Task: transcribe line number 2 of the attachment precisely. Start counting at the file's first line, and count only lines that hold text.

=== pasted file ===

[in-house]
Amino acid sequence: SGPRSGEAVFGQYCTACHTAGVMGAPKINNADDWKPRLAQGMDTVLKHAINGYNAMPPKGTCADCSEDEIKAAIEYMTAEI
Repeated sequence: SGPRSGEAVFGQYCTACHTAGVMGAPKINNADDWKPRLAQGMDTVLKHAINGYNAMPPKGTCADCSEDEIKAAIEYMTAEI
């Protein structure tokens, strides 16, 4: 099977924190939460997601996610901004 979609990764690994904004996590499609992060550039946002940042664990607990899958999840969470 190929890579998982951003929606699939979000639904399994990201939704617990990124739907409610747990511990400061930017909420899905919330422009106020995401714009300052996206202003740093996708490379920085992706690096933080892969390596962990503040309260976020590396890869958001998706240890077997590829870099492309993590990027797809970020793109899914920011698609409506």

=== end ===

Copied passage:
Amino acid sequence: SGPRSGEAVFGQYCTACHTAGVMGAPKINNADDWKPRLAQGMDTVLKHAINGYNAMPPKGTCADCSEDEIKAAIEYMTAEI